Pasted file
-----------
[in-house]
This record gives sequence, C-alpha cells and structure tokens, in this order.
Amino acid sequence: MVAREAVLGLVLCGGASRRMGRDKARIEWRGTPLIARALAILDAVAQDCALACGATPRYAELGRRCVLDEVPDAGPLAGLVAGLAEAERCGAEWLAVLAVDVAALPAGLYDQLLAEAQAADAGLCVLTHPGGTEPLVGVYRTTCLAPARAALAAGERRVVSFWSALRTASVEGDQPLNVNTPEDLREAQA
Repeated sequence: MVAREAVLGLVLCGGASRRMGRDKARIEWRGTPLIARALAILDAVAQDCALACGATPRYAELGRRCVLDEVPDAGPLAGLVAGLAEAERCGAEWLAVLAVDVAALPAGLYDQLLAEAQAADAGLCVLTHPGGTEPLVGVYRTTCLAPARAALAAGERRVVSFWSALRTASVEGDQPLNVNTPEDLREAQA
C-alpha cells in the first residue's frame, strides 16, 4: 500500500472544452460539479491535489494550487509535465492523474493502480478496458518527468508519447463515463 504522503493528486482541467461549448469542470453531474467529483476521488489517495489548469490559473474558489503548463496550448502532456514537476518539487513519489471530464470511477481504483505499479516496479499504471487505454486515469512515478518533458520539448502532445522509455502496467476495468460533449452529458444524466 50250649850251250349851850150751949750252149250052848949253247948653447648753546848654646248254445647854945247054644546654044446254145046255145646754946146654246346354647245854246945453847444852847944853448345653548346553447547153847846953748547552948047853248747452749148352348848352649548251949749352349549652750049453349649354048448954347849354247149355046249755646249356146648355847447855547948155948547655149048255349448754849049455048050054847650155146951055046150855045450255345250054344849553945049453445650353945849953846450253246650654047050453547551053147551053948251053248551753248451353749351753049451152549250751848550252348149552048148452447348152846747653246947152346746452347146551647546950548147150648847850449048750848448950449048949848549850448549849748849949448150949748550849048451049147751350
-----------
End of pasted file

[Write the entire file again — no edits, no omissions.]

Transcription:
[in-house]
This record gives sequence, C-alpha cells and structure tokens, in this order.
Amino acid sequence: MVAREAVLGLVLCGGASRRMGRDKARIEWRGTPLIARALAILDAVAQDCALACGATPRYAELGRRCVLDEVPDAGPLAGLVAGLAEAERCGAEWLAVLAVDVAALPAGLYDQLLAEAQAADAGLCVLTHPGGTEPLVGVYRTTCLAPARAALAAGERRVVSFWSALRTASVEGDQPLNVNTPEDLREAQA
Repeated sequence: MVAREAVLGLVLCGGASRRMGRDKARIEWRGTPLIARALAILDAVAQDCALACGATPRYAELGRRCVLDEVPDAGPLAGLVAGLAEAERCGAEWLAVLAVDVAALPAGLYDQLLAEAQAADAGLCVLTHPGGTEPLVGVYRTTCLAPARAALAAGERRVVSFWSALRTASVEGDQPLNVNTPEDLREAQA
C-alpha cells in the first residue's frame, strides 16, 4: 500500500472544452460539479491535489494550487509535465492523474493502480478496458518527468508519447463515463 504522503493528486482541467461549448469542470453531474467529483476521488489517495489548469490559473474558489503548463496550448502532456514537476518539487513519489471530464470511477481504483505499479516496479499504471487505454486515469512515478518533458520539448502532445522509455502496467476495468460533449452529458444524466 50250649850251250349851850150751949750252149250052848949253247948653447648753546848654646248254445647854945247054644546654044446254145046255145646754946146654246346354647245854246945453847444852847944853448345653548346553447547153847846953748547552948047853248747452749148352348848352649548251949749352349549652750049453349649354048448954347849354247149355046249755646249356146648355847447855547948155948547655149048255349448754849049455048050054847650155146951055046150855045450255345250054344849553945049453445650353945849953846450253246650654047050453547551053147551053948251053248551753248451353749351753049451152549250751848550252348149552048148452447348152846747653246947152346746452347146551647546950548147150648847850449048750848448950449048949848549850448549849748849949448150949748550849048451049147751350